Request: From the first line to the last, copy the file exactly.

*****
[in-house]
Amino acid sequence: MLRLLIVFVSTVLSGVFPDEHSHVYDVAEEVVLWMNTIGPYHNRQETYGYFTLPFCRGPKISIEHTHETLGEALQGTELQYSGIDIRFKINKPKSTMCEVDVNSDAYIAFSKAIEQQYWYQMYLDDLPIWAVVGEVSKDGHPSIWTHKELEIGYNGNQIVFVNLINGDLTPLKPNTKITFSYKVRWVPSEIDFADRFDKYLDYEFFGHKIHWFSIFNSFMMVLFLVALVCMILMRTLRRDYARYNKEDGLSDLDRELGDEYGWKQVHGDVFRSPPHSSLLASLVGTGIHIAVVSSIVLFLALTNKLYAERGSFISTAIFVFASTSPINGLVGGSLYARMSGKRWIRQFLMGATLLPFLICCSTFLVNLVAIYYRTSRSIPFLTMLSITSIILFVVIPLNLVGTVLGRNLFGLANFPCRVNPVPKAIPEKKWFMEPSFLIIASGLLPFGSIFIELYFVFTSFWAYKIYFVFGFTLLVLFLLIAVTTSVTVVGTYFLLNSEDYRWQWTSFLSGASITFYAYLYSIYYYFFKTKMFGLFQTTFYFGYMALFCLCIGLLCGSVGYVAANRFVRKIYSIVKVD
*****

[in-house]
Amino acid sequence: MLRLLIVFVSTVLSGVFPDEHSHVYDVAEEVVLWMNTIGPYHNRQETYGYFTLPFCRGPKISIEHTHETLGEALQGTELQYSGIDIRFKINKPKSTMCEVDVNSDAYIAFSKAIEQQYWYQMYLDDLPIWAVVGEVSKDGHPSIWTHKELEIGYNGNQIVFVNLINGDLTPLKPNTKITFSYKVRWVPSEIDFADRFDKYLDYEFFGHKIHWFSIFNSFMMVLFLVALVCMILMRTLRRDYARYNKEDGLSDLDRELGDEYGWKQVHGDVFRSPPHSSLLASLVGTGIHIAVVSSIVLFLALTNKLYAERGSFISTAIFVFASTSPINGLVGGSLYARMSGKRWIRQFLMGATLLPFLICCSTFLVNLVAIYYRTSRSIPFLTMLSITSIILFVVIPLNLVGTVLGRNLFGLANFPCRVNPVPKAIPEKKWFMEPSFLIIASGLLPFGSIFIELYFVFTSFWAYKIYFVFGFTLLVLFLLIAVTTSVTVVGTYFLLNSEDYRWQWTSFLSGASITFYAYLYSIYYYFFKTKMFGLFQTTFYFGYMALFCLCIGLLCGSVGYVAANRFVRKIYSIVKVD